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How are hailstone sizes categorized?
There was a lot of hail in the central U.S. during the hot month of July 1991. Marble-sized hail reports were legion. Golf-ball-sized hail was reported in Illinois, baseball sized hail struck in Iowa, and softball-sized hail fell in Colorado. But one unconfirmed report of basketball-sized hail near Manhattan, IL leaves one suspecting a serious case of hoop dreams. Weather observers report hail stone sizes either directly (three quarter inch) or in the following equivalents:

0.25 inches pea
0.50 marble
0.75 penny/large marble/dime
0.88 mothball/nickel
1.00 quarter
1.25 half dollar
1.50 walnut
1.75 golf ball
2.00 hen egg
2.50 tennis ball
2.75 baseball
3.00 tea cup
4.00 grapefruit
4.50 softball

These classifications are used in the U.S. Other countries probably use different terms (hail the size of wontons in China?).
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How large can hailstones become?
No one knows for sure the absolute upper limit of hailstone size. In the spring of 1995, reports circulated on the Internet from the Guandong Province, China of falling hailstones, some of which were reported to be the size of basketballs! The Chinese story does seem not very credible.

Keeping in a sports vein, there are credible reports of baseball-sized hail failing in Texas in 1995. More specifically, it fell on the Ballpark at Arlington. To be precise, it fell DURING a Texas Rangers/ Cleveland Indians baseball game. And it should be noted that baseball size hail falls at about the same speed as Nolan Ryan's fastball in his prime.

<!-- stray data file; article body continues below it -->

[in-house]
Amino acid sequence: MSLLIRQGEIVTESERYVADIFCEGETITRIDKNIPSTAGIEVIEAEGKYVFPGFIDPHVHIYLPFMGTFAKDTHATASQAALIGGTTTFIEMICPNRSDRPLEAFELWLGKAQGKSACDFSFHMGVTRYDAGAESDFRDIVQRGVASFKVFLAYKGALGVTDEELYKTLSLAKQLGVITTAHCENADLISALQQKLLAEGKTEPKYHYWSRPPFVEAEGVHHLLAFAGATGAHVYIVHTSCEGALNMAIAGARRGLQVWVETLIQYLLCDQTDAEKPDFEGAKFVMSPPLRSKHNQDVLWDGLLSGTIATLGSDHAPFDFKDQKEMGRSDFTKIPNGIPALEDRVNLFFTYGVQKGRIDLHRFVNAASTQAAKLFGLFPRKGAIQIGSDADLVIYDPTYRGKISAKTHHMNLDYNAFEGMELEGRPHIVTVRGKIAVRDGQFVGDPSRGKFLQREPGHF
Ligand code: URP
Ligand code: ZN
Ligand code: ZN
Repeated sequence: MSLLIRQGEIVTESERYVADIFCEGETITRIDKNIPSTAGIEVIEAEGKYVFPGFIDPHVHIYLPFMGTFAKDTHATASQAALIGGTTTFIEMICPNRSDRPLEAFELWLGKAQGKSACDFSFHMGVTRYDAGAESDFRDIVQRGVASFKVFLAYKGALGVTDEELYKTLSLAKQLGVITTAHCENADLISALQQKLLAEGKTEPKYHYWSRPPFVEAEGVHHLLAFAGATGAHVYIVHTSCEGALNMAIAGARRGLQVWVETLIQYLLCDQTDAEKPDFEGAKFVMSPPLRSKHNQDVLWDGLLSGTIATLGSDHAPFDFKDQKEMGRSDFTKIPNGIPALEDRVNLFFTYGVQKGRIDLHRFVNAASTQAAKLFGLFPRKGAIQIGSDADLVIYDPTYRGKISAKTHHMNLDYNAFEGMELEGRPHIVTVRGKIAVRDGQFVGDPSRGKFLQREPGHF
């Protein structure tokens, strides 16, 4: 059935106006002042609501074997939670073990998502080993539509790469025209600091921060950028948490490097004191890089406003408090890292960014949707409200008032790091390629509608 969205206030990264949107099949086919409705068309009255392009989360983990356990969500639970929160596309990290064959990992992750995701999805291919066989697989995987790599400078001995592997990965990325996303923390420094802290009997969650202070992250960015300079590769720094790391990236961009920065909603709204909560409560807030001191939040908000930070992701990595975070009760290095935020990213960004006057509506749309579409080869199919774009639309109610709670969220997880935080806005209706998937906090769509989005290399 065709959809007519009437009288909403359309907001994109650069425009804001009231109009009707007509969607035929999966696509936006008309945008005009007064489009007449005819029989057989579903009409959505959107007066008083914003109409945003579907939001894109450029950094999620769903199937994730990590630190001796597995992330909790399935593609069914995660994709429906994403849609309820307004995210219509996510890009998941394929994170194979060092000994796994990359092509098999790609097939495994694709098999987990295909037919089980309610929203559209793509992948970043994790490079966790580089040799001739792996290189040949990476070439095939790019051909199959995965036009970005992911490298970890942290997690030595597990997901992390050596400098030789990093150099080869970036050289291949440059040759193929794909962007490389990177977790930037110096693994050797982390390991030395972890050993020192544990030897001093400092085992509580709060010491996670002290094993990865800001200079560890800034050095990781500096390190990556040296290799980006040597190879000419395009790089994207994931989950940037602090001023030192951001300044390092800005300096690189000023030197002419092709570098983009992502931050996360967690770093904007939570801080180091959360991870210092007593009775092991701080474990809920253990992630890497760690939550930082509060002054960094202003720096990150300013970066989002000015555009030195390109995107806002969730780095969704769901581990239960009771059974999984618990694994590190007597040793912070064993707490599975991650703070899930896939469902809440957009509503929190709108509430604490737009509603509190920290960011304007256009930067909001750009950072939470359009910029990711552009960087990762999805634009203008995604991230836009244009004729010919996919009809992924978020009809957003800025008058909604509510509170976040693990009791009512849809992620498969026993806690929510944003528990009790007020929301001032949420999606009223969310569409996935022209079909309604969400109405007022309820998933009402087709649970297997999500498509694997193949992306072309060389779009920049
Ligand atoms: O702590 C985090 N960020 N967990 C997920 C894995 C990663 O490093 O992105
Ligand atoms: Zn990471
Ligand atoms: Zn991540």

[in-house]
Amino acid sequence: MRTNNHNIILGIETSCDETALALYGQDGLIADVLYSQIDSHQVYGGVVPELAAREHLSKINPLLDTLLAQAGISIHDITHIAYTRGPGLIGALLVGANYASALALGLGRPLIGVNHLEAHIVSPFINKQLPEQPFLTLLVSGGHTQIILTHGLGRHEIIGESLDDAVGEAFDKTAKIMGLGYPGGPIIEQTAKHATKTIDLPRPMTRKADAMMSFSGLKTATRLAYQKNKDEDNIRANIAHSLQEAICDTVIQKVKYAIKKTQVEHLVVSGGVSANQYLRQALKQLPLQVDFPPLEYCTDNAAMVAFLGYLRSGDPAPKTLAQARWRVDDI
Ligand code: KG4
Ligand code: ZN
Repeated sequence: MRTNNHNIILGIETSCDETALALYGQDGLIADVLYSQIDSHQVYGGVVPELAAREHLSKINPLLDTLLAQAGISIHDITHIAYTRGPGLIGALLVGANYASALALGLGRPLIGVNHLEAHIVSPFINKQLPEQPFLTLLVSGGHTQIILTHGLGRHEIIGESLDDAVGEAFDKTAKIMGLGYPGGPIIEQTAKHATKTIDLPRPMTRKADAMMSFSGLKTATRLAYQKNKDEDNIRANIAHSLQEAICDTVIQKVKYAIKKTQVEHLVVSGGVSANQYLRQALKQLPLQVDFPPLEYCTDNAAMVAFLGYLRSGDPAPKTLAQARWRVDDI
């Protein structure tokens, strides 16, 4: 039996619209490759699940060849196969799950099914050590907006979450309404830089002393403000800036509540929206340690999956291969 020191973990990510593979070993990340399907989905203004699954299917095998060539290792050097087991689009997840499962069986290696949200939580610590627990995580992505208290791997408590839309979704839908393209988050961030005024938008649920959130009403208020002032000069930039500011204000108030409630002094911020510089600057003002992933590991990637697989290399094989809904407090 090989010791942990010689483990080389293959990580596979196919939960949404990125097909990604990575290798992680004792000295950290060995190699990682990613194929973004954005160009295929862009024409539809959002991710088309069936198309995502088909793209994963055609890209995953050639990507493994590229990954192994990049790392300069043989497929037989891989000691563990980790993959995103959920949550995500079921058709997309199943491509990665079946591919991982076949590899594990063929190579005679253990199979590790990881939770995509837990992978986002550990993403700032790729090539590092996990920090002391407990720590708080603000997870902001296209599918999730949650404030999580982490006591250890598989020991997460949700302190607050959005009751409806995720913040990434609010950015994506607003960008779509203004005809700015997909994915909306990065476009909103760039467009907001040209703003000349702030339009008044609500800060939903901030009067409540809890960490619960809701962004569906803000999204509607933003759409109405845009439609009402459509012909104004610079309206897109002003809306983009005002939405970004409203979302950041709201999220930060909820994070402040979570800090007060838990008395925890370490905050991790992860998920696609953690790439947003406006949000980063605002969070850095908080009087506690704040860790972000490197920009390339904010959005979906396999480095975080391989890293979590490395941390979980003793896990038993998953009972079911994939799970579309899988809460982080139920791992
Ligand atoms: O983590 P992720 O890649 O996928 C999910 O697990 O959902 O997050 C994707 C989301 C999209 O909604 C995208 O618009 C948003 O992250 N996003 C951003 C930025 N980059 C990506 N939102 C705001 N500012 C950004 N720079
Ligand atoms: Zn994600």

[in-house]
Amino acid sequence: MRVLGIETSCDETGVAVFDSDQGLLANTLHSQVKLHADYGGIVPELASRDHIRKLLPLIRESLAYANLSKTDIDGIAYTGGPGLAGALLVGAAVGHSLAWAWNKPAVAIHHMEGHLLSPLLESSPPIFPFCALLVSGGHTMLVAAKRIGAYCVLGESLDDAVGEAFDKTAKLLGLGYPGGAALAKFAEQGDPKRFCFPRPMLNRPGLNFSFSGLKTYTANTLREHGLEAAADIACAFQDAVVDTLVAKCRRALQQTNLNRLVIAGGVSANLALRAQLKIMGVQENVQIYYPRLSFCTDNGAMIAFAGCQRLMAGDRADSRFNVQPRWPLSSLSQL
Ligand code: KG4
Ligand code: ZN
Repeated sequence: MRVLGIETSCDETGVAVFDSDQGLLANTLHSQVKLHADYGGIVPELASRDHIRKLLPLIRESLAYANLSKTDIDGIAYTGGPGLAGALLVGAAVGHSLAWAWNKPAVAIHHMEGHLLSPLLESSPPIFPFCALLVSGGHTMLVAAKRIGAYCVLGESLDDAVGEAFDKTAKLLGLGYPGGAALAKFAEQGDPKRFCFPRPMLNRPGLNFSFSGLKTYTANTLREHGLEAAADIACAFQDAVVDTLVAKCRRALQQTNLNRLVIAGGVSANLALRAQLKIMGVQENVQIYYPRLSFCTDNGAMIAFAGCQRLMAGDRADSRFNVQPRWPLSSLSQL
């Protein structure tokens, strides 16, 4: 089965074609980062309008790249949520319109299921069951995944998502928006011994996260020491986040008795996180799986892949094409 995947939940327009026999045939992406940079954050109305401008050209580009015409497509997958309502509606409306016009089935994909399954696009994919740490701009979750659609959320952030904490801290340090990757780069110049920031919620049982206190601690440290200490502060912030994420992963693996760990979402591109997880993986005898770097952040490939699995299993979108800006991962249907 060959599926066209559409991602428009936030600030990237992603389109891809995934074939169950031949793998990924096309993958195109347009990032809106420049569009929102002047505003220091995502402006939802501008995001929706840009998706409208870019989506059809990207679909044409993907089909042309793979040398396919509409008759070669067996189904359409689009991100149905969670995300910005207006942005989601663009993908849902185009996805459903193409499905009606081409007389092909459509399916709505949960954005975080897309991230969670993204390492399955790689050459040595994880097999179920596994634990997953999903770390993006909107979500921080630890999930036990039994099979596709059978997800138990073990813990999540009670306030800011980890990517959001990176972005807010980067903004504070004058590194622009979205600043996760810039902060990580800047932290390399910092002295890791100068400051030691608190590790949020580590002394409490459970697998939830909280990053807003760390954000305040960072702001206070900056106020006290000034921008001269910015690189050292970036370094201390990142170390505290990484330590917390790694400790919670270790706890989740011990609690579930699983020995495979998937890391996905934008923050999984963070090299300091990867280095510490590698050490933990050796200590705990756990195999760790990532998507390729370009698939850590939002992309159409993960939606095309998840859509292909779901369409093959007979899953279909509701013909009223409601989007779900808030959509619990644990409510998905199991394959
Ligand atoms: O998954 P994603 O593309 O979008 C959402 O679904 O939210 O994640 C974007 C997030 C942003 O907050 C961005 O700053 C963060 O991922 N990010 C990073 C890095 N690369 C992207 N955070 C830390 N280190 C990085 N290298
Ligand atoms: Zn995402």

The heaviest documented hailstone ever found thudded to earth on 3 September 1970, in Coffeyville, Kansas. It was 5.7 inches (14.5 cm) across and 17.5 inches in circumference (44.5 cm) and weighed 1.67 pounds. A slightly bigger stone fell in Aurora, NE on 22 June 2003 that was 7 inches (17.8 cm) across and 18.75 inches (47.6 cm) in circumference, though the weight has been reported as just under one pound.The low weight is likely due to the fact that part of the ice was missing due to the stone bouncing off a gutter first. On 6 July 1928, Potter, NE logged a stone weighing 1.5 pounds (680 grams) that was 7 inches in diameter (17.8 cm). The record Canadian hailstone fell in Cedoux, Saskatchewan, and weighed in at 10.23 ounces. The largest hailstone that has ever fallen? Reports of hailstones in India “the size of elephants” have been dismissed. But a 1925 report from Germany of a single stone weighing 2.04 kg (some 4 pounds!) is believed to be at least possible. It could have been several large hailstones frozen together. Elephants? Lord, we hope not.......

And then on 30 April 1985, a 13 year old boy in Hartford, CT was “startled,” to put it mildly, when a 1500 pound block of ice fell from the sky into his back yard near where he was playing with a friend. The source of the 6 foot long and 8 inch thick slab which probably had an impact speed of 200 mph was never identified but it was not a natural hailstone. Leakage from the plumbing of a passenger plain is the most likely explanation. GO TO TOP